Yet another UCP leadership candidate is firing away at the former leadership of her own party.
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We’ve already heard candidate Leela Aheer say the time of top-down command has to end, and candidate Rajan Sawhney blast Premier Jason Kenney’s tendency to demonize opponents. Even Kenney’s former finance minister Travis Toews said that his government “wrongly characterized” other UCP members when he kicked off his campaign.
Now Rebecca Schulz, Kenney’s former children’s services minister, is stepping up, saying in her initial campaign video pitch to Albertans that, “Too many see us as arrogant, entitled, out of touch, of not listening to regular Albertans or even our party members …”
Schulz then delivered a hard and clever blow, blasting the old guard while setting herself up as a different kind of Alberta leader. “Enough with the old boy’s club and the infighting. Besides, I don’t have time for that. Like many of you, I’m a working parent who chose to raise my family right here in Alberta.”
Schulz’s politics may not be your politics — she’s an unwavering fiscal conservative who believes the best government is less government and that we must push hard to develop our oil and gas resources — but she’s got credibility on the issue of tone. When it comes to UCP ministers who tended to keep their cool and calmly answer heated questions from the NDP Opposition, Schulz and Health Minister Jason Copping (who supports Schulz’s leadership bid) graded out highest.
In reviewing her performance in question period, Schulz noticed she could come across as too sharp, she told me in the second of a series of interviews I’m doing with UCP leadership candidates. “I have to remember that when I’m in the house, I’m not just responding to my critic. Albertans are going to see that. I don’t want them to think that’s who I am, or how I act, or how I respond.”
Just who is Schulz? She’s a first-term MLA from the Calgary suburbs who grew up in small town Saskatchewan, her father a truck driver and cow-calf operator. She wouldn’t say she was exactly a farm kid, Schulz said, but “I do joke that when I turned 16 I got a cow, not a car.”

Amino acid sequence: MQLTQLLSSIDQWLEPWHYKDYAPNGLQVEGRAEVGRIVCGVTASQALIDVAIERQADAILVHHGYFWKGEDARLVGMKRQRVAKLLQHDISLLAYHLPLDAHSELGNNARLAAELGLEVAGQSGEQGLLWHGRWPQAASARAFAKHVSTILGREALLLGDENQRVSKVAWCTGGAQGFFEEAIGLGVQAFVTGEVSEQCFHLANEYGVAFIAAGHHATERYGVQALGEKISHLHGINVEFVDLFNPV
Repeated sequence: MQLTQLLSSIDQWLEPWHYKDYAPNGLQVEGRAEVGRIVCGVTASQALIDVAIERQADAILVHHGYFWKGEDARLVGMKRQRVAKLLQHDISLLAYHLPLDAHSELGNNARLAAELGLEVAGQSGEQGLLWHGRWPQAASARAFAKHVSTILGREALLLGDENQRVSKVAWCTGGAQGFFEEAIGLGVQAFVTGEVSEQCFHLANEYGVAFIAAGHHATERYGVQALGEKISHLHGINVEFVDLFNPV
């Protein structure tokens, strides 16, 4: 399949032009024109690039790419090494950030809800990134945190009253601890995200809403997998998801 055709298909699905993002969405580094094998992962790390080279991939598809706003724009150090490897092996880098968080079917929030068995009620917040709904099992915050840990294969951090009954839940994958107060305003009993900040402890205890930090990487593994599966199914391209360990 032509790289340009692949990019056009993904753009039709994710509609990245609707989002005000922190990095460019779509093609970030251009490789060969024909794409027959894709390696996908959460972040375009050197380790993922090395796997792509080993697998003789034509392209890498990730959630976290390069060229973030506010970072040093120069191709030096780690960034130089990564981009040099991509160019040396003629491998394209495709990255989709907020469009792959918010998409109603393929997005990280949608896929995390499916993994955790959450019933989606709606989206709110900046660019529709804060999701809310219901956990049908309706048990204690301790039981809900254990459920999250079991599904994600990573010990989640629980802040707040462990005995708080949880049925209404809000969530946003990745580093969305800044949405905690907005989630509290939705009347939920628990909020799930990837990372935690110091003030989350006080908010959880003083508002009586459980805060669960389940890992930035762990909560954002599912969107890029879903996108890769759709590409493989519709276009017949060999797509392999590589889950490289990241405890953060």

She got a degree in English, then got her master’s degree in political communications as a correspondence student at Johns Hopkins University. She went into media relations first for an energy company, then for Saskatchewan Premier Brad Wall for three years.
She and her husband Cole Schulz moved to Calgary in 2015. Rebecca Schulz worked as a manager in communications and marketing at the University of Calgary, Cole Schulz in communications for the Canadian Association of Petroleum Producers. The couple has two children, ages four and seven.
She said she always wanted to live in Alberta, partly due to Alberta’s long run of conservative rule. “If we thought that four years of NDP was devastating for our province, 16 years (of NDP rule in Saskatchewan) explains why I and a whole lot people living in Alberta were originally from Saskatchewan.”
Rebecca Schulz’s top claim to success in government is her negotiation of Alberta’s $3.8-billion childcare agreement with Ottawa. The NDP said Schulz got nothing other provinces didn’t get and was too slow to get it, but Schulz said the deal proves she’s a tough negotiator.
Alberta has 70 per cent private daycare, so it was crucial that any government program covered them, not just public daycare spaces, Schulz said, adding the Alberta program also included income testing so higher needs Albertans would get an additional subsidy.
“I did not take the first agreement that was put across the table, I was among one of the last provinces to sign, and we got a great deal for Albertans.”
I put it to Schulz that at age 37 she’s young to run for the leadership, so why not wait until she’s got more managerial experience?
“We need a leader not just for the next couple of years or to get us through the next election,” she said. “We need a leader who can lead us into the next generation of our party and into the future of our province by engaging people in a way that really brings them and their views to the forefront, and also has done it by showing humility and honesty.”
Again, there’s now no shortage of candidates pushing hard on this message, that a change to a humbler tone is crucial to the UCP. Indeed, this message is so prevalent that I expect a leader from this compassionate conservative wing of the UCP will win the race.